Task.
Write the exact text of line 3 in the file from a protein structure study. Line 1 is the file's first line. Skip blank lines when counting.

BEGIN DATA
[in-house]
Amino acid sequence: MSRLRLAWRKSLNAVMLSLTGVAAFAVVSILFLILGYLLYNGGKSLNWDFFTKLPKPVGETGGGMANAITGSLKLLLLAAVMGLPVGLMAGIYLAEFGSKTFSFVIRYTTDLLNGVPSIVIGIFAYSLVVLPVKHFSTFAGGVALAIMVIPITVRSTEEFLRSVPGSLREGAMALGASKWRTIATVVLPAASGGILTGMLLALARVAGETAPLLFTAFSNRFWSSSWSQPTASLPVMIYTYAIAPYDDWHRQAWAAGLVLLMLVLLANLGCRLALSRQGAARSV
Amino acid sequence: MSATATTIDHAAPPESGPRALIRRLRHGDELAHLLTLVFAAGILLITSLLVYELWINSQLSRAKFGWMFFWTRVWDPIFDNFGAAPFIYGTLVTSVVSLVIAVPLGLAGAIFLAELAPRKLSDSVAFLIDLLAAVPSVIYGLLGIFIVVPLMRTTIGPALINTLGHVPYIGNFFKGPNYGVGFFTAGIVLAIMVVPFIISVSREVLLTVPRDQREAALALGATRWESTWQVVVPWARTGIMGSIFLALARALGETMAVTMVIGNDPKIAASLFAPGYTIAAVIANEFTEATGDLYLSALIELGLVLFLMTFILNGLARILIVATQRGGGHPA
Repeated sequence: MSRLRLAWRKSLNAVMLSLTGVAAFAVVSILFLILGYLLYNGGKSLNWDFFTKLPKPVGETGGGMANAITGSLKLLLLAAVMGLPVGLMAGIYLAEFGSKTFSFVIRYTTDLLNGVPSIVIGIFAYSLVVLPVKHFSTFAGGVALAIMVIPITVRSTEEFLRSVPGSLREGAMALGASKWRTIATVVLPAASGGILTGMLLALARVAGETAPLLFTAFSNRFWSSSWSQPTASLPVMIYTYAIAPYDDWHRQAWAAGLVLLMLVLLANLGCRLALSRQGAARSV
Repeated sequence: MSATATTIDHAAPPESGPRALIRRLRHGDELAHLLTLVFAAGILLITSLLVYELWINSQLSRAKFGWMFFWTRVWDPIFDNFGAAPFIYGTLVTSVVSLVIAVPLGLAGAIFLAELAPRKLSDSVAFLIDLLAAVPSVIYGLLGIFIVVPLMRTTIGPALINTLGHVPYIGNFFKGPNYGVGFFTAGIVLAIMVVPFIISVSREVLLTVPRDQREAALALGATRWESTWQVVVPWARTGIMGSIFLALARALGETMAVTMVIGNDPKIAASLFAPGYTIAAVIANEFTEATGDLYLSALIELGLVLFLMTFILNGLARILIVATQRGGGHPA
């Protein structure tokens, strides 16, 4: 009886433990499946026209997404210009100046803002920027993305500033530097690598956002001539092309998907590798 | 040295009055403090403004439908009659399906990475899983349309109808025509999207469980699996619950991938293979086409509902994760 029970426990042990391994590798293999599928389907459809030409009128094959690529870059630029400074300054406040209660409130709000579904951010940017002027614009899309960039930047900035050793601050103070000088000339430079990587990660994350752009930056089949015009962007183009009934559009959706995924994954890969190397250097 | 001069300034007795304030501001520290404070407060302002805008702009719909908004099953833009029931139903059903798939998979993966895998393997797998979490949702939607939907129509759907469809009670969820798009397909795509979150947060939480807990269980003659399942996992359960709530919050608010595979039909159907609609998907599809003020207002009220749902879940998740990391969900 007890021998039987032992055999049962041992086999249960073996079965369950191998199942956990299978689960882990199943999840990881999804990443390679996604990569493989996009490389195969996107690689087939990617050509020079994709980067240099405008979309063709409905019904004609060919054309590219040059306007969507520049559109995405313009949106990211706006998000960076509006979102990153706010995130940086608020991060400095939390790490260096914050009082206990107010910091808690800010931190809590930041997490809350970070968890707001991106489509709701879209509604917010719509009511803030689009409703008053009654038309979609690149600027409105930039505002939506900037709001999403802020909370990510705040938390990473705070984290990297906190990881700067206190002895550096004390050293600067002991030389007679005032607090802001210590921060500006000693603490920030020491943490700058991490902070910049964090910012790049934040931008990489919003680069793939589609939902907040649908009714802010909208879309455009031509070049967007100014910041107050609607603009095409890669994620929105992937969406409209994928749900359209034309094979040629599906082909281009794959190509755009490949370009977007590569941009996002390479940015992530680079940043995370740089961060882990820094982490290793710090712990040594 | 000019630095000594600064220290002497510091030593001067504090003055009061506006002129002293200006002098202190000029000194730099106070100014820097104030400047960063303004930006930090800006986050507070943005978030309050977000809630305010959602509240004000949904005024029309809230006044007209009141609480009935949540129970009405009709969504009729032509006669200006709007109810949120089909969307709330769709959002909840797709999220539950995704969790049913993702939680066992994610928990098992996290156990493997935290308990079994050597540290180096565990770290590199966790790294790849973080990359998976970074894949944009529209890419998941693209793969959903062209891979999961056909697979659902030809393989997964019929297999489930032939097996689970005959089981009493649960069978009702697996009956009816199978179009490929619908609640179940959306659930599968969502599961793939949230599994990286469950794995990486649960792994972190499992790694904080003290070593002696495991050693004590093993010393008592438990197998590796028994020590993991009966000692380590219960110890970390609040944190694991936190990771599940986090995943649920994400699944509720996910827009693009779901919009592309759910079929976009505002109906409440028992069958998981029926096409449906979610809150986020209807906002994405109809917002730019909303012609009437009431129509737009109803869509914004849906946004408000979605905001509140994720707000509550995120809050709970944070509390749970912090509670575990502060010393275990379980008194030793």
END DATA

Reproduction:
Amino acid sequence: MSATATTIDHAAPPESGPRALIRRLRHGDELAHLLTLVFAAGILLITSLLVYELWINSQLSRAKFGWMFFWTRVWDPIFDNFGAAPFIYGTLVTSVVSLVIAVPLGLAGAIFLAELAPRKLSDSVAFLIDLLAAVPSVIYGLLGIFIVVPLMRTTIGPALINTLGHVPYIGNFFKGPNYGVGFFTAGIVLAIMVVPFIISVSREVLLTVPRDQREAALALGATRWESTWQVVVPWARTGIMGSIFLALARALGETMAVTMVIGNDPKIAASLFAPGYTIAAVIANEFTEATGDLYLSALIELGLVLFLMTFILNGLARILIVATQRGGGHPA